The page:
Should Retirees Pay Off Their Mortgage?

Paying off the mortgage after 30 years followed by retirement used to be a rite of passage for many. But paying off the mortgage isn’t always the best strategy. Whether or not it makes financial sense depends on specific circumstances and a variety of factors that need to be considered. Income, mortgage size, savings and the tax advantage of being able to deduct mortgage interest all come into play. The impact of the new tax law also must be examined in this regard.

Sometimes, it is better to keep that money available for other purposes, such as building retirement savings or paying down higher-interest debt. In other cases, paying off a mortgage makes sense, especially when you have ample retirement savings and plan to stay in the home for a while.

Baby boomers are swelling the ranks of retirees and more retired homeowners are carrying mortgage debt than in past years as they are less debt averse than their parents and have a mortgage with a low interest rate.

For retirees or those just about to retire with a low interest rate mortgage (below 5%) who are in a high-income bracket, it may make sense to keep making monthly payments. This is particularly true if paying off a mortgage would mean not having a healthy savings cushion to pay for unexpected costs or emergencies such as medical expenses.

Generally speaking, it is not a good idea to withdraw money from a retirement plan such as an individual retirement account or 401(k) to pay off a mortgage. Those who do will be subject to taxes and tax penalties if they withdraw before age 59 ½. In addition, taking a large distribution from a retirement plan could potentially push them into a higher tax bracket in the year it is withdrawn.

The new tax law (the Tax Cuts and Job Act of 2017) has added a bit more complexity to this issue. The near-doubling of the “standard deduction” to $12,000 for most single filers and $24,000 for most married couples will result in many filers no longer benefiting from breaking out mortgage interest and other deductions on Schedule A. For example, in 2017 a couple needed write-offs greater than $12,700 to benefit from listing deductions on Schedule A. With the new $10,000 limit on state and local tax deductions (SALT), a married couple will need more than $14,000 in other write-offs of mortgage interest, charity donations, etc. to benefit from using Schedule A. As many couples will not make it over this new hurdle on mortgage interest and SALT alone, a strategy to consider is bunching tax deductions (charitable gifts, medical expenses, property taxes) every other year to meet the threshold for itemizing.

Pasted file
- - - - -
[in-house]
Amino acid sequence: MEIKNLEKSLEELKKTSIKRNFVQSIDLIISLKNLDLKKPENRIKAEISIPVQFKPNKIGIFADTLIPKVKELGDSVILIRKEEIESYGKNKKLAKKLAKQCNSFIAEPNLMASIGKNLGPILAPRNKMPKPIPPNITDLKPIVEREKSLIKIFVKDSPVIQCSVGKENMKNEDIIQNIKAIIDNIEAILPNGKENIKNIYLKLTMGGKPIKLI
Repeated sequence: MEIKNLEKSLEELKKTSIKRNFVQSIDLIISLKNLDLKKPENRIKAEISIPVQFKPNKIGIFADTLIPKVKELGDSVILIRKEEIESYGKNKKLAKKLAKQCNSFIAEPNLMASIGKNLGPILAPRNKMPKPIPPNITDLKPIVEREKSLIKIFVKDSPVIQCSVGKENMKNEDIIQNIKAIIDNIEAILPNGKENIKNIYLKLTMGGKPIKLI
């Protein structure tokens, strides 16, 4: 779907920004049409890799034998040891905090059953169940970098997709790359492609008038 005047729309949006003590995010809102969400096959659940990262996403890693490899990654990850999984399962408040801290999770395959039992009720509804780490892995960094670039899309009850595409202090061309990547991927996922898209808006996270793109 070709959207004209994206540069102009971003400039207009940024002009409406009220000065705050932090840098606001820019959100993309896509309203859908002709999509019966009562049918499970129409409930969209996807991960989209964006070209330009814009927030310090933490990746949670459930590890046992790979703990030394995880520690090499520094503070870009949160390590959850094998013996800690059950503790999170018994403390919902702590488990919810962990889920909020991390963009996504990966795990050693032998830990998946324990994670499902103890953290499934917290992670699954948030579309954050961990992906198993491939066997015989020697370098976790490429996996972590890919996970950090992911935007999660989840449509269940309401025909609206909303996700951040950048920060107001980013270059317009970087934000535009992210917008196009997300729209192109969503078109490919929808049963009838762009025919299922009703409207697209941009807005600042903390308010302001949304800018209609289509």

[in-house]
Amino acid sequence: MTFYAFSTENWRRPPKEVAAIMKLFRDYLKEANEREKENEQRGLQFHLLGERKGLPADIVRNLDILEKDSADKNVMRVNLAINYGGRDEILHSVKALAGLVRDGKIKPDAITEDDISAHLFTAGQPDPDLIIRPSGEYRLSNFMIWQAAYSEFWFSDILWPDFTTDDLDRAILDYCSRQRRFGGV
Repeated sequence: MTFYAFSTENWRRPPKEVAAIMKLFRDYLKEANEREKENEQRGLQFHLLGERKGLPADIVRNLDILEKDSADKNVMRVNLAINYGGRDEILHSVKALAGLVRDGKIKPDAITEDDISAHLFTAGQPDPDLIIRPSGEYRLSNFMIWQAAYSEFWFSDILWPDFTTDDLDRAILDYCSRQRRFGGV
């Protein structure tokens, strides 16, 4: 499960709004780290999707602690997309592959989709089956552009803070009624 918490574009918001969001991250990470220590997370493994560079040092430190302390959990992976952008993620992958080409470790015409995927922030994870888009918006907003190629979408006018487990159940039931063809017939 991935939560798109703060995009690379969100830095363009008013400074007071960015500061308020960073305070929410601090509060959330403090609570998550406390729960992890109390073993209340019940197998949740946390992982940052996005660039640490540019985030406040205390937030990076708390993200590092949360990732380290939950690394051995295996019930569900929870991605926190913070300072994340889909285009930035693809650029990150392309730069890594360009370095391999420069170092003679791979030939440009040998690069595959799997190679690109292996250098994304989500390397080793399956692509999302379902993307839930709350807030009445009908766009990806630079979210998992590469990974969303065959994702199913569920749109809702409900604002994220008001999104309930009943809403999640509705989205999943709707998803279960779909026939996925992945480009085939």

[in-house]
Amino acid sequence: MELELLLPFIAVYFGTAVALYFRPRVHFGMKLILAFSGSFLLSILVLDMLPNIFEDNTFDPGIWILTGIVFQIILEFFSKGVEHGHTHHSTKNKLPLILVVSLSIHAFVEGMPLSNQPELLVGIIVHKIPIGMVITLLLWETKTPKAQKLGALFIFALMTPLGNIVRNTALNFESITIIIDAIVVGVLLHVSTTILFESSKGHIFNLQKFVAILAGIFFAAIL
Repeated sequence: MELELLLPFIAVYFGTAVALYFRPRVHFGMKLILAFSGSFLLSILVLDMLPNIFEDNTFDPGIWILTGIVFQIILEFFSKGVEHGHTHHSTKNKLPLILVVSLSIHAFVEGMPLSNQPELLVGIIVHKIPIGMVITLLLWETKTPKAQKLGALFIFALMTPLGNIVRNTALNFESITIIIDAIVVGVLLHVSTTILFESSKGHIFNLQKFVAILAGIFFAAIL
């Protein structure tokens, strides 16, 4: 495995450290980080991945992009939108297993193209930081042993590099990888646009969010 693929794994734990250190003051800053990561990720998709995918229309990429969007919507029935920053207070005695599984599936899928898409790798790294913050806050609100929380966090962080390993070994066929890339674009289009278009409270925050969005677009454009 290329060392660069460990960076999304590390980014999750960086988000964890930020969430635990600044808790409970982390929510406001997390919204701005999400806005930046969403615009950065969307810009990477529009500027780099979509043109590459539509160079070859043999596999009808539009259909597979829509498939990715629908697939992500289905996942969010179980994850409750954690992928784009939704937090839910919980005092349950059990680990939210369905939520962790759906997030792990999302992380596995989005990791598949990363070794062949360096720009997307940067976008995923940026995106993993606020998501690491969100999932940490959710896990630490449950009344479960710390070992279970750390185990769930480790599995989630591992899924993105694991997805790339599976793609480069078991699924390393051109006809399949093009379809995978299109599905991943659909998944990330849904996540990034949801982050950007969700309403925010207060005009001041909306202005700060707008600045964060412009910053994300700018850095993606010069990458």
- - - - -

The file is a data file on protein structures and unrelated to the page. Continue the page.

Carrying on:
You should also keep in mind how much does that mortgage interest really cost you. A mortgage is often one of the cheapest types of long-term debt you can have. If you are able to deduct the mortgage interest, it gets even cheaper after considering the after-tax cost. If you have a 4% mortgage rate, are in the 25% tax bracket, and have enough deductions to itemize the interest, that mortgage will only cost you 3% per year to keep. Do you think you can earn more than 3% per year from your investments? If you said yes, you would do better investing the money rather than paying down the mortgage.

If you are saving enough for all of your other financial goals, then you should look at paying down your mortgage. That means you have an emergency fund and are putting away enough to retire comfortably. If you are planning on helping your kids with college you should be saving money for that as well. Once all of that is taken care of, consider paying down your mortgage faster. This is especially true for those just taking the standard deduction.

This is obviously a very individualized issue to consider. We are happy to help you consider your options in order to help you make the decision that is right for you.


Presented by Mary Moore, CFP®